Participation in board meetings by electronic means stands on a different footing. The key word, however, is “participation.” Under the Freedom of Information Act, members of public agencies are permitted to hold meetings “by electronic means or otherwise,” and some boards have permitted their members to participate in their meetings remotely. However, there are practical problems to consider in permitting such remote participation. What should the board do if the remote connection cannot be achieved or is lost? Should board time be spent trying to reconnect? How do we know that the board member is paying attention? How do we assure that the board member participating remotely preserves confidentiality of executive session discussion? Some of these issues involve trust, but these concerns should be considered and addressed in policy before allowing electronic participation.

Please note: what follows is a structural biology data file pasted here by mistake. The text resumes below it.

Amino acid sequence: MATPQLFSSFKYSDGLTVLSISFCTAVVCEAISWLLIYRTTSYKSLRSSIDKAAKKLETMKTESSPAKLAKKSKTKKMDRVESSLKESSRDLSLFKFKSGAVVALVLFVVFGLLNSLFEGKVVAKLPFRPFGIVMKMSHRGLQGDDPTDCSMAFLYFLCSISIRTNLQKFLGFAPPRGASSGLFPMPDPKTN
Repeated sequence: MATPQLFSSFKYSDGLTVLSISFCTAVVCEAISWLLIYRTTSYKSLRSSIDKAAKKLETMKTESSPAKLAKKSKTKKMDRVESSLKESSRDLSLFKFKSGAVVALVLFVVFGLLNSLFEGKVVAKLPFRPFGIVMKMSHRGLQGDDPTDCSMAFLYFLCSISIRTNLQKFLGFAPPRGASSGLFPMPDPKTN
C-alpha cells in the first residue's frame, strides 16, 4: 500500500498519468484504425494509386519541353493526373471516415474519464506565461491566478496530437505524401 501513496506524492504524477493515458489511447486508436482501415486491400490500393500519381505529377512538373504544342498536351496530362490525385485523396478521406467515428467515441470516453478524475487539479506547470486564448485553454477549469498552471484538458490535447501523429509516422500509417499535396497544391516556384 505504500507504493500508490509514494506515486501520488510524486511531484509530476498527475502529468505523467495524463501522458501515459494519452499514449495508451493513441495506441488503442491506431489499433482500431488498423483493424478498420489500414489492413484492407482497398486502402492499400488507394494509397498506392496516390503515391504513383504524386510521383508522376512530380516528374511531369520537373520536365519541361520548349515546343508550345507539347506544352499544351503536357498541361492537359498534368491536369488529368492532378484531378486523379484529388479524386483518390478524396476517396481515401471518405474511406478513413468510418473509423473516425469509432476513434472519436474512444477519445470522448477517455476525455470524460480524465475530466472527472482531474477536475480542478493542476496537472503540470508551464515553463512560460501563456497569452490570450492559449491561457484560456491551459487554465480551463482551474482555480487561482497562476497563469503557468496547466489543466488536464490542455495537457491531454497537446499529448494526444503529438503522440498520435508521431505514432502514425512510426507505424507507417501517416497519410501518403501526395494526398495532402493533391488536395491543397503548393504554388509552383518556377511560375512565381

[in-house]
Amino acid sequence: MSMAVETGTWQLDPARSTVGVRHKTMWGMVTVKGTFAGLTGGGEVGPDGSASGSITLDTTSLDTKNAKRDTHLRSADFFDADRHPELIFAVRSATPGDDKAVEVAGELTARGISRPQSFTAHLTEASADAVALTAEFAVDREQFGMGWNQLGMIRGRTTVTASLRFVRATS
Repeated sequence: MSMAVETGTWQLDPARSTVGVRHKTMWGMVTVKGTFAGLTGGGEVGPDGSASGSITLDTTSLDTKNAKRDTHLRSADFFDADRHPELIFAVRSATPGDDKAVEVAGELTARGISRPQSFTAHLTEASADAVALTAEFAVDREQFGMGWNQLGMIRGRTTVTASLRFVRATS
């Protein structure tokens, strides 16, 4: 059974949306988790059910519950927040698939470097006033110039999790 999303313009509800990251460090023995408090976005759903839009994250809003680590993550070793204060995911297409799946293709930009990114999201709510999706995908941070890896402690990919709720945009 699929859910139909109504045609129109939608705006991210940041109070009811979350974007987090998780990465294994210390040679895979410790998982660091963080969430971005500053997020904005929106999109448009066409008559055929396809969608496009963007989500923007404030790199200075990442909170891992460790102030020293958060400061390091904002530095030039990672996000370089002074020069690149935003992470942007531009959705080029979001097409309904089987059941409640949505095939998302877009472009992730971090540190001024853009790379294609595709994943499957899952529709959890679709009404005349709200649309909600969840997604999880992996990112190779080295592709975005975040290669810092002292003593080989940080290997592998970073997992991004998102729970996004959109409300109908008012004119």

The Board here erred in convening an executive session to discuss removal of Penny. As a threshold matter, there is no mechanism under state law for the removal of a board of education member. In an extreme case, a board could ask a court to exercise its equitable powers to issue appropriate orders to avoid disruption of board business by a rogue board member. But mere absenteeism is a problem in which moral suasion, not judicial intervention, would more likely be successful.